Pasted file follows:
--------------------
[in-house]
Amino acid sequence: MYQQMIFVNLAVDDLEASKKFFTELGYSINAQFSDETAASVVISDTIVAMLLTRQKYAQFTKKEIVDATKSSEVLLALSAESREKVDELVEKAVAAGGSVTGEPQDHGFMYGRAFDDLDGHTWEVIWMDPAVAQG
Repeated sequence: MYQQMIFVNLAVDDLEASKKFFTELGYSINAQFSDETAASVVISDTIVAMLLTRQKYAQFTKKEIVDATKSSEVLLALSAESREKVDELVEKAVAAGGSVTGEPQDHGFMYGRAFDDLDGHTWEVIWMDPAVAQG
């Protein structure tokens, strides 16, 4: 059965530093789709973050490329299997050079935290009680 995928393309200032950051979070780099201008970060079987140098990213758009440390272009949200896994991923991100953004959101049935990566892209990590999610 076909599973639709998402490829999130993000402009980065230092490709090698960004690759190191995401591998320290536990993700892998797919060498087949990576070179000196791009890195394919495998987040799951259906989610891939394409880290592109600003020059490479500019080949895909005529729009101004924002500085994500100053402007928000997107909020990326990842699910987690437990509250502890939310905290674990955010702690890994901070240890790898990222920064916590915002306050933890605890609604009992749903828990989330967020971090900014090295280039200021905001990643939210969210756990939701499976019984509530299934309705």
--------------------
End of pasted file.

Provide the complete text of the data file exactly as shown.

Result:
[in-house]
Amino acid sequence: MYQQMIFVNLAVDDLEASKKFFTELGYSINAQFSDETAASVVISDTIVAMLLTRQKYAQFTKKEIVDATKSSEVLLALSAESREKVDELVEKAVAAGGSVTGEPQDHGFMYGRAFDDLDGHTWEVIWMDPAVAQG
Repeated sequence: MYQQMIFVNLAVDDLEASKKFFTELGYSINAQFSDETAASVVISDTIVAMLLTRQKYAQFTKKEIVDATKSSEVLLALSAESREKVDELVEKAVAAGGSVTGEPQDHGFMYGRAFDDLDGHTWEVIWMDPAVAQG
């Protein structure tokens, strides 16, 4: 059965530093789709973050490329299997050079935290009680 995928393309200032950051979070780099201008970060079987140098990213758009440390272009949200896994991923991100953004959101049935990566892209990590999610 076909599973639709998402490829999130993000402009980065230092490709090698960004690759190191995401591998320290536990993700892998797919060498087949990576070179000196791009890195394919495998987040799951259906989610891939394409880290592109600003020059490479500019080949895909005529729009101004924002500085994500100053402007928000997107909020990326990842699910987690437990509250502890939310905290674990955010702690890994901070240890790898990222920064916590915002306050933890605890609604009992749903828990989330967020971090900014090295280039200021905001990643939210969210756990939701499976019984509530299934309705």